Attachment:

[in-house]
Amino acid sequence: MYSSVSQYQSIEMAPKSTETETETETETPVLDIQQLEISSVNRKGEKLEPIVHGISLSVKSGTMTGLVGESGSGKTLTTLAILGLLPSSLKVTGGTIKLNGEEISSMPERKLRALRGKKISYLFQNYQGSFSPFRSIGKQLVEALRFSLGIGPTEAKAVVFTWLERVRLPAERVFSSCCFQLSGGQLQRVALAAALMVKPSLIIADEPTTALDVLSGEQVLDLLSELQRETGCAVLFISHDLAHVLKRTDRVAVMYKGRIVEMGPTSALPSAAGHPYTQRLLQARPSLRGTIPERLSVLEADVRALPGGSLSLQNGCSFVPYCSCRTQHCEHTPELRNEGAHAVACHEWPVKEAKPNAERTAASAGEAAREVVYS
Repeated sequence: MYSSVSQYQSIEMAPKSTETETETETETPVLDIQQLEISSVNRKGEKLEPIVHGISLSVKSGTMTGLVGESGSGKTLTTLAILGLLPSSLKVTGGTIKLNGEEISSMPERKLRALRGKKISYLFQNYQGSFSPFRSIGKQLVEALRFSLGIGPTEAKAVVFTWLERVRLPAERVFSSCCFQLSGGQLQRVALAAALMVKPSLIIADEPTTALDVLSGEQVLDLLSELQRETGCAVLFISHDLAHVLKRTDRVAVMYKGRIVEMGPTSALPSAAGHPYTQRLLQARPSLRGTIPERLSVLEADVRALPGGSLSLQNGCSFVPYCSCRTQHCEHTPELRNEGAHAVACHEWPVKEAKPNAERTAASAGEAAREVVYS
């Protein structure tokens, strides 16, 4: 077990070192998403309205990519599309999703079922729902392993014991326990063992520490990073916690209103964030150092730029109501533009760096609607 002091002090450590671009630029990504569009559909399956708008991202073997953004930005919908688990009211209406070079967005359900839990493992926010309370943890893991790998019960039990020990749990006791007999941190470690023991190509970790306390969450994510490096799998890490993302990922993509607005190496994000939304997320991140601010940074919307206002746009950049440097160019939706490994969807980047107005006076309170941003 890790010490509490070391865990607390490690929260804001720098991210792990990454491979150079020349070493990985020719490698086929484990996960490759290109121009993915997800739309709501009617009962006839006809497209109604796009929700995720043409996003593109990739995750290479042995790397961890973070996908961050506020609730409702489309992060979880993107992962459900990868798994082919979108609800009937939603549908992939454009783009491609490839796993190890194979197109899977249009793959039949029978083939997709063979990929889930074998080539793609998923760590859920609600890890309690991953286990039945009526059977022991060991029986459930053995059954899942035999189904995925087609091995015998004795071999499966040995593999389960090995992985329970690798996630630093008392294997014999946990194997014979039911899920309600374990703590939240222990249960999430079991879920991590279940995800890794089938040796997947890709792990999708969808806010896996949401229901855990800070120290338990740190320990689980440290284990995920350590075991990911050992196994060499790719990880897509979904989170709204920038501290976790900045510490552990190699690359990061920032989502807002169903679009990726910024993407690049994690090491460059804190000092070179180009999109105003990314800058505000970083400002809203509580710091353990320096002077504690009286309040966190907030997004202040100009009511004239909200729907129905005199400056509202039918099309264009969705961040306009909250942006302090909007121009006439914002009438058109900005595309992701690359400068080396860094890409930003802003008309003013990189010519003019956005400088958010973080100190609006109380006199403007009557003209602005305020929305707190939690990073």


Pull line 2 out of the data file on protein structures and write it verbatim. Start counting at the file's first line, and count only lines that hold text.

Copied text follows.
Amino acid sequence: MYSSVSQYQSIEMAPKSTETETETETETPVLDIQQLEISSVNRKGEKLEPIVHGISLSVKSGTMTGLVGESGSGKTLTTLAILGLLPSSLKVTGGTIKLNGEEISSMPERKLRALRGKKISYLFQNYQGSFSPFRSIGKQLVEALRFSLGIGPTEAKAVVFTWLERVRLPAERVFSSCCFQLSGGQLQRVALAAALMVKPSLIIADEPTTALDVLSGEQVLDLLSELQRETGCAVLFISHDLAHVLKRTDRVAVMYKGRIVEMGPTSALPSAAGHPYTQRLLQARPSLRGTIPERLSVLEADVRALPGGSLSLQNGCSFVPYCSCRTQHCEHTPELRNEGAHAVACHEWPVKEAKPNAERTAASAGEAAREVVYS